Archive for February, 2010

Bank of America Achieves Surrealistic Central Status

Thursday, February 11th, 2010


Maybe I should have titled this post, "Attention All Lawyers – Bank of America Has Lots of Free Money For You".  What you are about to read might seem like something out of a Franz Kafka novel or a Salvador Dali painting that was somehow brought to life.  Only it is verified and real.

It is no secret in the real estate community what Bank of America does (and doesn’t do) regarding short sales.  In fact, typing, "short sales bank of america" into Google has this post right on the first page of Google.  Bank of America has routinely forced homeowners into foreclosure when a short sale was possible.  But when you read the next paragraph and get to the bottom of that paragraph – you will go back to the top and read it again because you will think you’ve misread it.  It just can’t say that.

In many instances – where a trustee’s sale has been postponed in order to complete a short sale – once the short sale is successfully completed and title transferred to the new owner – Bank of America then forecloses on the new owner.  Investors who have purchased the home at auction will then go the house, change the locks or in some cases break in to the home, thinking that the former owners simply haven’t moved out yet. 

The following all happened in my office with my staff:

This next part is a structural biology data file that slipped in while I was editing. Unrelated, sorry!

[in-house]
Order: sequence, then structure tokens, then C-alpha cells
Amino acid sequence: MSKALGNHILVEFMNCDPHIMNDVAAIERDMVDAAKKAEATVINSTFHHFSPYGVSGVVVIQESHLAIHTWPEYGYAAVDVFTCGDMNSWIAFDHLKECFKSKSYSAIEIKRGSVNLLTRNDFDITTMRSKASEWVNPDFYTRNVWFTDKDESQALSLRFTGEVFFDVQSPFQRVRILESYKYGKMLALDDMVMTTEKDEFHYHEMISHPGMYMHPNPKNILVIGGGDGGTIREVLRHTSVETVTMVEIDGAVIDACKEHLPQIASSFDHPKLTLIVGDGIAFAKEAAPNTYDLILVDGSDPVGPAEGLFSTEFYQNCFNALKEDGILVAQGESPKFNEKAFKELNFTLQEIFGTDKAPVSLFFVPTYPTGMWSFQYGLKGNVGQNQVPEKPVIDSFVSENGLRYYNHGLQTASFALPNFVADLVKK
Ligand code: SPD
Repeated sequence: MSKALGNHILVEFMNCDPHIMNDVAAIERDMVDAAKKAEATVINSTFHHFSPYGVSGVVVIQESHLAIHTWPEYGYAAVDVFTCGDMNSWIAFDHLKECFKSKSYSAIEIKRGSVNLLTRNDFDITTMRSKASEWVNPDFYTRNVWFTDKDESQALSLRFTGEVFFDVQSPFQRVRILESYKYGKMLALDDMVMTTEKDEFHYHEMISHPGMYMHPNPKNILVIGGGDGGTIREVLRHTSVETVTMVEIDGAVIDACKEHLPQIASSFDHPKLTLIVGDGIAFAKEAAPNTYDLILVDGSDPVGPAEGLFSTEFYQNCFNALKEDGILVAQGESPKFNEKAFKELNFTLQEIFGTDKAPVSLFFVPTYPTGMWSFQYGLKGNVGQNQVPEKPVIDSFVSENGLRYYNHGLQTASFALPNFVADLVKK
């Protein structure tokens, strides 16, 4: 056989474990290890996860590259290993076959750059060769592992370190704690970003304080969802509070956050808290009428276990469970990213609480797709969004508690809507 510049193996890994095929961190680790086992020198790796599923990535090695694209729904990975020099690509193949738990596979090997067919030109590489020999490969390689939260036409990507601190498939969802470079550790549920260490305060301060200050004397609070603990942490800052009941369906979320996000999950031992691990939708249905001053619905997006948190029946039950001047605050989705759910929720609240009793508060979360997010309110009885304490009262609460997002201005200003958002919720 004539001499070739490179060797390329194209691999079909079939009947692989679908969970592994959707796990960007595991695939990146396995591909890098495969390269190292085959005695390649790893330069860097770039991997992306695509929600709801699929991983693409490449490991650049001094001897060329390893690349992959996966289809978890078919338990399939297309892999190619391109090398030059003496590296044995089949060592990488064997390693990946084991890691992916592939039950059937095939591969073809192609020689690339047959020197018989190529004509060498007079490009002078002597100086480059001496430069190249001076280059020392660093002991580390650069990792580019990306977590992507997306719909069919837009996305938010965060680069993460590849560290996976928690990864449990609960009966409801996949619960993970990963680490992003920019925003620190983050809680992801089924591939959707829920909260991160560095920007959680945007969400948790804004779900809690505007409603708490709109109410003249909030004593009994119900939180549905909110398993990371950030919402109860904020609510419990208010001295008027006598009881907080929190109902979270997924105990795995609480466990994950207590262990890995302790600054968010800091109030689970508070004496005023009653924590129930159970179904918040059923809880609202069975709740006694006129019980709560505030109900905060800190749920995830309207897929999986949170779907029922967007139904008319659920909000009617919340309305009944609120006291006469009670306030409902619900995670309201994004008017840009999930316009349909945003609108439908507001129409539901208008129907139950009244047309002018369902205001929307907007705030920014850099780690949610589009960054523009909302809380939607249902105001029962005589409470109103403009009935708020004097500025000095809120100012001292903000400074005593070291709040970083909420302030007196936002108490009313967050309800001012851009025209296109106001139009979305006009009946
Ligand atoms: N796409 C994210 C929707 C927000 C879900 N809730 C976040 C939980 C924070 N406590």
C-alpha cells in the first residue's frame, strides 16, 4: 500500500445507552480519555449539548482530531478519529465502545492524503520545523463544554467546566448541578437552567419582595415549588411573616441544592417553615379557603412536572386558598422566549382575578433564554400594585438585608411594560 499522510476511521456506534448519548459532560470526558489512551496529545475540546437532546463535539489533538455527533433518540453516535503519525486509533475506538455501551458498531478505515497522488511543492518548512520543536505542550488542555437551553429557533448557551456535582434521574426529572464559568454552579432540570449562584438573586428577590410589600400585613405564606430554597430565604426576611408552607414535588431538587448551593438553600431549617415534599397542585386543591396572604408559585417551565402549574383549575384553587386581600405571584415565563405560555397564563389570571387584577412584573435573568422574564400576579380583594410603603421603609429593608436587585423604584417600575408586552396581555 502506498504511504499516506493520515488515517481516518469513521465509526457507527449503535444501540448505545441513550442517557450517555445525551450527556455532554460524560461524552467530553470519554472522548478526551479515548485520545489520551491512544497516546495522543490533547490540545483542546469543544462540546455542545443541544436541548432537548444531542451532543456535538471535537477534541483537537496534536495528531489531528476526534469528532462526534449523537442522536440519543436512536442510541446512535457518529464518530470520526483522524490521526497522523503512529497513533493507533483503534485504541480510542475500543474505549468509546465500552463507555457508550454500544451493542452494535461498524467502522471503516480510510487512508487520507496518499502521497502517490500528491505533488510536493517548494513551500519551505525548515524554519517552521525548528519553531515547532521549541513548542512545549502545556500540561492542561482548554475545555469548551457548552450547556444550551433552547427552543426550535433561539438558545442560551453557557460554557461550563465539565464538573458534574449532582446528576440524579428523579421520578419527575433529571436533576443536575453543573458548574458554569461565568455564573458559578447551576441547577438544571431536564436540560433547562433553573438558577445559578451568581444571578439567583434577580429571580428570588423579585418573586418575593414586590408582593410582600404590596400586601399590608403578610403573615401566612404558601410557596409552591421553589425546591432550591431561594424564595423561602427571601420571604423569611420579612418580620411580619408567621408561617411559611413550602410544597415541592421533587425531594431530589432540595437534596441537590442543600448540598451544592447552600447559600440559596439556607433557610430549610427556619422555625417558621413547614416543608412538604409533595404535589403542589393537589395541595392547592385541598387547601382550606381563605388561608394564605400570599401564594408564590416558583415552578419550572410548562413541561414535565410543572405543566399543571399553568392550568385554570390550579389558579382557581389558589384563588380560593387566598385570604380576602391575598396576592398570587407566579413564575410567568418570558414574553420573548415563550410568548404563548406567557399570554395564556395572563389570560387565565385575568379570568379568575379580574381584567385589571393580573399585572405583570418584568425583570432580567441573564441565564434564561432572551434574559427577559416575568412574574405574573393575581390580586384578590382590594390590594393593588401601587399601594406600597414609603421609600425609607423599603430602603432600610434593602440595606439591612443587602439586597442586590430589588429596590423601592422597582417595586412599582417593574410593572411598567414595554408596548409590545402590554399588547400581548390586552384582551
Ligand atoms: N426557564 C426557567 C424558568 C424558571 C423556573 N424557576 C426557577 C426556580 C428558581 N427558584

Apparently BofA has no system in place to cancel trustee sales after a short sale is completed. Our office is currently working on getting trustee sales canceled on 3 files that have closed escrow on a short sale with BofA recently. On one file we closed escrow 26th of January. The trustee sale was scheduled for February 4th and BofA would not discuss canceling the trustee sale until 2 days before it was scheduled. So on February the 1st (and 2nd, and 3rd) we spent over 5 hours trying to get someone at BofA to cancel the trustee sale. In exasperation on the 3rd day of this, we finally told them “go ahead and sell the house that you have no legal right to foreclose on and you can undo it after the fact”. At that point the supervisor urged us to calm down that they wanted to work it out and they couldn’t understand why no one was doing anything.

They told us that Recon Trust (their appointed trustee for sales) charges them $3800 per foreclosure and that they didn’t want to pay that to foreclose on a home that was already sold. We had already spoken to Recon Trust trying to provide copies of the HUD1 that showed the sale had been completed a week ago, but they will only take instruction from BofA (plus there is that $3800 per trustee sale – legit or not). So far we have gotten called off 2 of our 3 homes that are closed but still scheduled for a trustee sale. This has taken hours and hours of our time to get BofA to do a job that is theirs to do. Buyers are reporting notices of sales being posted, investors trying to break in and look at their homes, etc. all because the trustee sale is not halted. The only bank currently doing this to our knowledge is BofA.

Maybe someone from Bank of America reading this could alert someone in a position of authority to actually DO something about it?  I know a whole bunch of people who would be very grateful.